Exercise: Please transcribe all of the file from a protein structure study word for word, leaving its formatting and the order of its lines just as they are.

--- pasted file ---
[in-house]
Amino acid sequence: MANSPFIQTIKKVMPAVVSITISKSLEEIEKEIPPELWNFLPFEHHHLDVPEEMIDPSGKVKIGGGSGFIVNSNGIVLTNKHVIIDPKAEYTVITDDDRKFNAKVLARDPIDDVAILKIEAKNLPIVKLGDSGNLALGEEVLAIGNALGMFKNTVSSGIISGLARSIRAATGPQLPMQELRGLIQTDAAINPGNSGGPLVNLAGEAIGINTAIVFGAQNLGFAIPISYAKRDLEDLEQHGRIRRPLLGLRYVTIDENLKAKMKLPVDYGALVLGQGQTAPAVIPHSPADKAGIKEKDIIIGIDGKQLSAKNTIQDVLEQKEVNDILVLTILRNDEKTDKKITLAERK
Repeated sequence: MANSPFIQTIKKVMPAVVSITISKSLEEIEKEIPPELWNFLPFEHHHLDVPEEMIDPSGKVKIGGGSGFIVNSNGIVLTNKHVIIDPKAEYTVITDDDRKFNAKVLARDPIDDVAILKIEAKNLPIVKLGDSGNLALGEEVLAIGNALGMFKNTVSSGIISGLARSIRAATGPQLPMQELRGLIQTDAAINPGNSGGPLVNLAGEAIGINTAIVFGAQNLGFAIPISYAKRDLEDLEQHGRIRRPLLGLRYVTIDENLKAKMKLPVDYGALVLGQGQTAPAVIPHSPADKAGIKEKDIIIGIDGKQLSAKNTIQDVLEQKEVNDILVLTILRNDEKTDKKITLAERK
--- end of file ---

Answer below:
[in-house]
Amino acid sequence: MANSPFIQTIKKVMPAVVSITISKSLEEIEKEIPPELWNFLPFEHHHLDVPEEMIDPSGKVKIGGGSGFIVNSNGIVLTNKHVIIDPKAEYTVITDDDRKFNAKVLARDPIDDVAILKIEAKNLPIVKLGDSGNLALGEEVLAIGNALGMFKNTVSSGIISGLARSIRAATGPQLPMQELRGLIQTDAAINPGNSGGPLVNLAGEAIGINTAIVFGAQNLGFAIPISYAKRDLEDLEQHGRIRRPLLGLRYVTIDENLKAKMKLPVDYGALVLGQGQTAPAVIPHSPADKAGIKEKDIIIGIDGKQLSAKNTIQDVLEQKEVNDILVLTILRNDEKTDKKITLAERK
Repeated sequence: MANSPFIQTIKKVMPAVVSITISKSLEEIEKEIPPELWNFLPFEHHHLDVPEEMIDPSGKVKIGGGSGFIVNSNGIVLTNKHVIIDPKAEYTVITDDDRKFNAKVLARDPIDDVAILKIEAKNLPIVKLGDSGNLALGEEVLAIGNALGMFKNTVSSGIISGLARSIRAATGPQLPMQELRGLIQTDAAINPGNSGGPLVNLAGEAIGINTAIVFGAQNLGFAIPISYAKRDLEDLEQHGRIRRPLLGLRYVTIDENLKAKMKLPVDYGALVLGQGQTAPAVIPHSPADKAGIKEKDIIIGIDGKQLSAKNTIQDVLEQKEVNDILVLTILRNDEKTDKKITLAERK